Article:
44. Tulane University Museum of Natural History, Lousiana, USA

45. Universidade Agostonho Neto, Luanda, Angola

46. University of California, Museum of Palaeontology, Berkeley, California

47. University Museum of Zoology, Cambridge, England

48. Western Australian Museum, Perth, Australia

49. Russian Academy of Sciences, St. Petersburg, Russia

50. Zoologische Museum Amsterdam, Netherlands

51. Zoological Museum of the University of Copenhagen, Denmark

52. Zoological Survey of India, Calcutta, India.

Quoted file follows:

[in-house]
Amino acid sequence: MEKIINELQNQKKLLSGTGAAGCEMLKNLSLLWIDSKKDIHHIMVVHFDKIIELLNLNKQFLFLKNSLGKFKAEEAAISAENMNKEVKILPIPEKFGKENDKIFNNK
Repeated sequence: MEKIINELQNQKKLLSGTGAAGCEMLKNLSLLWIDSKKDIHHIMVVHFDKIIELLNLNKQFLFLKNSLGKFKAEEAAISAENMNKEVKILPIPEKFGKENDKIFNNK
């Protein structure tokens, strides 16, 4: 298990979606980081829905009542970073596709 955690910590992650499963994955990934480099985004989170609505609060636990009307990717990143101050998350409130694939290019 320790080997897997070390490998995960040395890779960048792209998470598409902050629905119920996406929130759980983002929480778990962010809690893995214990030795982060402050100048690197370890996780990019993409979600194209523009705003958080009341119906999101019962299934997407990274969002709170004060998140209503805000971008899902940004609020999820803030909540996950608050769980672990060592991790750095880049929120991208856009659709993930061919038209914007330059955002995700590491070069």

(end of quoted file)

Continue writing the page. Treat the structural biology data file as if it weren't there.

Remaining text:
Nearly 90,000 animal species are described so far from the Indian subcontinent and it is estimated that through further survey and inventorisalion, about nine times thaI number of species still remains to be discovered in India alone. In the light of Biodiversity Convention, India holds a unique position with the priority of conservation of natural resources and sustainable development. The Zoological Survey of India, since its inception (1916), as a Government of India's department by bodily converting the Natural History section of the Indian Museum, Calcutta, has in its custody and care over 200 years old col1ections as wel1 as subsequent collections. The Zoological Survey of India was established on 1st July 1916 to promote survey, exploration and research leading to the advancement of knowledge on the faunal resources of the country. The National Zoological Col1ections present in the different sections of Zoological Survey of India, the National Heritage of the country was acquired from the former Museum (1814-1875) of the Asiatic Society of Bengal and the Zoological Section of the Indian Museum (1875-1916). At present, the department holds more than 40 lakh specimens of al1 groups (protozoa to mammalia), collected through intensive field explorations. Mention may be made of the zoological collections acquired from the Expeditions to Yunan (China) 1868, Persian Boundary Commission (1870-72), Second Yarkand Mission (1873-74), DafJa expedition (1874-75); Royal Indian Marine Survey Expedition by Investigator; Afghan Delimitation Commission, 1885; The Palmir Boundary Commission, 1896; The Tibet Frontier Commission, 1903-()4; Abhor Expedition, 1911-12; Dr. Annandale's expedition to Lake Biwa in Japan, Alcock's collection from R.I.M.S. Investigator and several others. Besides the above, the Survey has in its possession the valuable collections of Francis Day of Indian Fishes, Lionel Neville's collection on butterflies, Dudgeon's collections of moth; collections made by Blanford, Stoliczka, Theobald, Geoffery Neville, H.H. GodWin-Austen, and several others. Since independence, the survey got impetus through successive Five Year Plans and with the tempo of activities in the field of animal systematics and zoogeography, besides studying the environmental impact assessments and behavioural and ecological studies.